32 Mass. App. Ct. 279

March 21, 1991 - March 24, 1992

Bristol County


At the trial of indictments for forcible rape of a child and for assault and battery on a child under the age of fourteen years, the judge did not abuse his discretion in concluding that the probative value of evidence of other incidents of misconduct by the defendant outweighed the risk of prejudice, where the evidence tended to corroborate the victims' testimony and to show a common scheme and pattern of behavior. [282-283]

A judge properly exercised his discretion to deny a criminal defendant's motion for a mistrial, prompted by prejudicial testimony of a witness, and, instead, to give a curative instruction to the jury. [283-284]

At a criminal trial, the judge's instructions to the jury with respect to evidence of other misconduct by the defendant presented no risk of a miscarriage of justice. [284]

At a rape trial a witness's testimony concerning the defendant's conduct toward the victim was admissible under the fresh complaint doctrine. [284-285]

At a rape trial, a note given by one of the victims to an investigator for the district attorney's office was properly admitted in evidence as a fresh complaint. [285-286]

At a rape trial, the victim's statements, admitted under the fresh complaint doctrine, were shown to be reasonably prompt in the circumstances. [286]

At a rape trial there was no reversible error in admitting certain testimony by a social worker and investigator under the fresh complaint doctrine, even though it was more detailed than the victims' own testimony, where the Commonwealth did not use the detailed testimony as substantive evidence, and where the details related to matters that had already been revealed to the jury. [286-287]

In the circumstances, a judge was not required to conduct a voir dire of each of four fresh complaint witnesses at a rape trial. [287]

At a rape trial no substantial risk of a miscarriage of justice was occasioned by the judge's omitting an instruction on fresh complaint testimony from his final charge to the jury, where he had accurately instructed

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them on the limited use of such testimony before it was received. [287-288]

At a rape trial, a doctor's expert testimony concerning the possibility of vaginal penetration, although it was not elicited through a hypothetical question, presented no occasion for reversal of the convictions. [288-289]

INDICTMENTS found and returned in the Superior Court Department on June 16, 1987.

The cases were tried before Cortland A. Mathers, J.

Robert J. Catalano for the defendant.

Elspeth B. Cypher, Assistant District Attorney, for the Commonwealth.

PERRETTA, J. At his jury trial on indictments charging him with two counts of indecent assault and battery on a child under the age of fourteen years and two counts of rape of a child by use of force, there was evidence of uncharged bad acts by the defendant and of fresh complaint by the two victims, sisters. The defendant claims on appeal, as to the bad acts, that this evidence was inadmissible, overwhelmingly prejudicial, and insufficiently instructed upon by the trial judge. In respect to the fresh complaint testimony, he argues that the complaints were not prompt and that the trial judge failed to include a limiting instruction in his final charge to the jury. The principles of law controlling on all these issues are established. Applying these principles to the facts of this case, we affirm the convictions.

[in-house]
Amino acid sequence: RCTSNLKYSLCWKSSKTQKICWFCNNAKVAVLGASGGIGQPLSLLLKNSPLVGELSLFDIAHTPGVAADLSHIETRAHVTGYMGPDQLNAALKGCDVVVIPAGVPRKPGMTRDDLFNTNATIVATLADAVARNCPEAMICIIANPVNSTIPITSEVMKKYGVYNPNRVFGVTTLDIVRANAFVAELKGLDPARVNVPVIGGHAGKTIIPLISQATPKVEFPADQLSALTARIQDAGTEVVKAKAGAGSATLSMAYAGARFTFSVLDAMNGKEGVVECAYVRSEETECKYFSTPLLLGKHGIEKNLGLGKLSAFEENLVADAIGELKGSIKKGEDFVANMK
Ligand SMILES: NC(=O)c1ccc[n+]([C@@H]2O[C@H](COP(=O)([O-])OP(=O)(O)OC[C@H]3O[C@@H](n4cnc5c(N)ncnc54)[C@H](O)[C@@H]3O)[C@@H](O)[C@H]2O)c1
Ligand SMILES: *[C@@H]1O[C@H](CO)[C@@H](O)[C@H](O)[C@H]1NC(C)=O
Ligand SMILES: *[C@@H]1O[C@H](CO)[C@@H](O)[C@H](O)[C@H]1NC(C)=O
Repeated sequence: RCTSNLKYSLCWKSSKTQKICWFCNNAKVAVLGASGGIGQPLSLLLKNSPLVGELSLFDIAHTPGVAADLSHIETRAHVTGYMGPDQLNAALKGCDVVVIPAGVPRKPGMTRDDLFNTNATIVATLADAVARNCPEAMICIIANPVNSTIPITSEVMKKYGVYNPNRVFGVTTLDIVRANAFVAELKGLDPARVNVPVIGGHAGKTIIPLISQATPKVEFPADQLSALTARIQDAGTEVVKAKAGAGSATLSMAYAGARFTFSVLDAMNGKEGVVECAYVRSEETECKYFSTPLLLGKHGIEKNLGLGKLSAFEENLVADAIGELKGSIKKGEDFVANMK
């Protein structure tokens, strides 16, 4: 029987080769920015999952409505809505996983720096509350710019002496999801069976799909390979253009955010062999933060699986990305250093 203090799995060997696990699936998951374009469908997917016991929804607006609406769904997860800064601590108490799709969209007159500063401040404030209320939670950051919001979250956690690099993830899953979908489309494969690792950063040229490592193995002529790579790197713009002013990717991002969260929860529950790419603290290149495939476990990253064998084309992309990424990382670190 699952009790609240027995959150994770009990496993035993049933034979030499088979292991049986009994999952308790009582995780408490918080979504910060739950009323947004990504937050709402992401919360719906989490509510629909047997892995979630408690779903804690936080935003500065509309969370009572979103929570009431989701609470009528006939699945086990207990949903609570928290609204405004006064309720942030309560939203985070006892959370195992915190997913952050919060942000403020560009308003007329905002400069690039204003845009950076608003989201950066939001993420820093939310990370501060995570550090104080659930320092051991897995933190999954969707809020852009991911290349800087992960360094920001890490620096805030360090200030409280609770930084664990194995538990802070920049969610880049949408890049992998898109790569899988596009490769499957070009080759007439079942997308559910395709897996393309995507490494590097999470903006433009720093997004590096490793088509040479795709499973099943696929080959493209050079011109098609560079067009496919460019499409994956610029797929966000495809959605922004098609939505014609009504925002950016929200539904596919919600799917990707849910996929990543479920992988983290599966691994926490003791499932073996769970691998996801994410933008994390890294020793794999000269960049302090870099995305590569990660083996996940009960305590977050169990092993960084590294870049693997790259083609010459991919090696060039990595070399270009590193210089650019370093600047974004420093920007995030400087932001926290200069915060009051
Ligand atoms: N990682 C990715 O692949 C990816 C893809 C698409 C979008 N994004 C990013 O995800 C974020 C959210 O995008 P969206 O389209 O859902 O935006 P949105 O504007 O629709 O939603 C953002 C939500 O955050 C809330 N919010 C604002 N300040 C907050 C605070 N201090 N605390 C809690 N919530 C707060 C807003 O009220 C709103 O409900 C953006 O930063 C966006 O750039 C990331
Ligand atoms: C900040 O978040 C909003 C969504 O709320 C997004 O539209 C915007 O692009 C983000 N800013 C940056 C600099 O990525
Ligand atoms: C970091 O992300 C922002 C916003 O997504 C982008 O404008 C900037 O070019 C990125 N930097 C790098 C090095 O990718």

1. The evidence. We assign fictitious names to the victims. The time period set out in the indictments is January 1, 1985, to on or about April 23, 1987. The indictments were returned on June 16, 1987, and trial commenced on March 1, 1989. On that date, the victims, Jane and Linda, were fifteen and thirteen years of age, respectively.

Jane related that she had known the defendant since she was a little girl. Her mother was friendly with the defendant's mother. During this time, she would see the defendant about once a week. When she was about nine years old, she and her family (mother, brother, and Linda) moved in with her grandmother and uncle. After the move, they lived

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nearer to the defendant, who resided with his parents. Jane and Linda's mother worked at night, and the defendant's mother was elderly and ill, spending much of her time, according to Jane, in either her bedroom or the kitchen. Jane became accustomed to spending much time with the defendant's mother and was frequently at the Lanning house.

It was in December, 1985, when the sexual abuse of Jane began. Jane was babysitting for the defendant's son, who was visiting from Ohio. She was asleep in the Lanning guestroom when the defendant arrived home sometime between 1:00 and 2:00 A.M. She testified that she awoke when he got into her bed. He was naked, and she hit him. He hit her back and held her down on the bed. He then had vaginal and anal intercourse with her. She did not cry out, because she was afraid that his parents would hear her. The defendant left the room, and Jane went back to sleep. She went home that morning, telling no one what the defendant had done to her.

The second incident occurred on the date Jane experienced her first menstruation. She called her mother from school and asked to be brought home. Her mother did not have a car, and she sent the defendant in her stead. Jane related that the defendant brought her to his house and told her how he would have intercourse with his wife while she was menstruating. Jane asked the defendant to take her home, but he would not. He penetrated her vagina with his fingers and tongue. During the final act of abuse to which Jane testified, forcing her to perform oral sex on him and to fondle his genitals, the defendant threatened her: if she told anyone about what he had done, he would commit these same acts upon Linda. She also related that on one occasion the defendant punched her in the eye.